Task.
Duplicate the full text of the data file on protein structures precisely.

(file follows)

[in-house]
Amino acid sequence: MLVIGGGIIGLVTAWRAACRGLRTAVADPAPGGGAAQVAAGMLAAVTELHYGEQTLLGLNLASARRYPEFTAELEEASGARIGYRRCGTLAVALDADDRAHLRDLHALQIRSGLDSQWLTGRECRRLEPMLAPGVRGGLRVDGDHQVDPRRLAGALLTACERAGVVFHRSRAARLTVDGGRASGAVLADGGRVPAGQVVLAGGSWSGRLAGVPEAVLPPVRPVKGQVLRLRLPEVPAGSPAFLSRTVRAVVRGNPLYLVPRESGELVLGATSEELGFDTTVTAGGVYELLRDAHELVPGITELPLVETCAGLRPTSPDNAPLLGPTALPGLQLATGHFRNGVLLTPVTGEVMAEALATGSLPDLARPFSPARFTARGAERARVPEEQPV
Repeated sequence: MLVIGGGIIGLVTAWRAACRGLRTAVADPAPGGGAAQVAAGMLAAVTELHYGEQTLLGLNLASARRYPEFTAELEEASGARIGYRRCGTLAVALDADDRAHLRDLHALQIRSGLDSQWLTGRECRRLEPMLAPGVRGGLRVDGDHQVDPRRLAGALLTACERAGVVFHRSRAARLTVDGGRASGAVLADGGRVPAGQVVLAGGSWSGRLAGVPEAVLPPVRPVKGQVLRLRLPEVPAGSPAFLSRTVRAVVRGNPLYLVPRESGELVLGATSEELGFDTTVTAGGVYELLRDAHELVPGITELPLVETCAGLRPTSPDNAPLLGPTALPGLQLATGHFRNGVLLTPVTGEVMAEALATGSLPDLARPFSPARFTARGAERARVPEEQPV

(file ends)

[in-house]
Amino acid sequence: MLVIGGGIIGLVTAWRAACRGLRTAVADPAPGGGAAQVAAGMLAAVTELHYGEQTLLGLNLASARRYPEFTAELEEASGARIGYRRCGTLAVALDADDRAHLRDLHALQIRSGLDSQWLTGRECRRLEPMLAPGVRGGLRVDGDHQVDPRRLAGALLTACERAGVVFHRSRAARLTVDGGRASGAVLADGGRVPAGQVVLAGGSWSGRLAGVPEAVLPPVRPVKGQVLRLRLPEVPAGSPAFLSRTVRAVVRGNPLYLVPRESGELVLGATSEELGFDTTVTAGGVYELLRDAHELVPGITELPLVETCAGLRPTSPDNAPLLGPTALPGLQLATGHFRNGVLLTPVTGEVMAEALATGSLPDLARPFSPARFTARGAERARVPEEQPV
Repeated sequence: MLVIGGGIIGLVTAWRAACRGLRTAVADPAPGGGAAQVAAGMLAAVTELHYGEQTLLGLNLASARRYPEFTAELEEASGARIGYRRCGTLAVALDADDRAHLRDLHALQIRSGLDSQWLTGRECRRLEPMLAPGVRGGLRVDGDHQVDPRRLAGALLTACERAGVVFHRSRAARLTVDGGRASGAVLADGGRVPAGQVVLAGGSWSGRLAGVPEAVLPPVRPVKGQVLRLRLPEVPAGSPAFLSRTVRAVVRGNPLYLVPRESGELVLGATSEELGFDTTVTAGGVYELLRDAHELVPGITELPLVETCAGLRPTSPDNAPLLGPTALPGLQLATGHFRNGVLLTPVTGEVMAEALATGSLPDLARPFSPARFTARGAERARVPEEQPV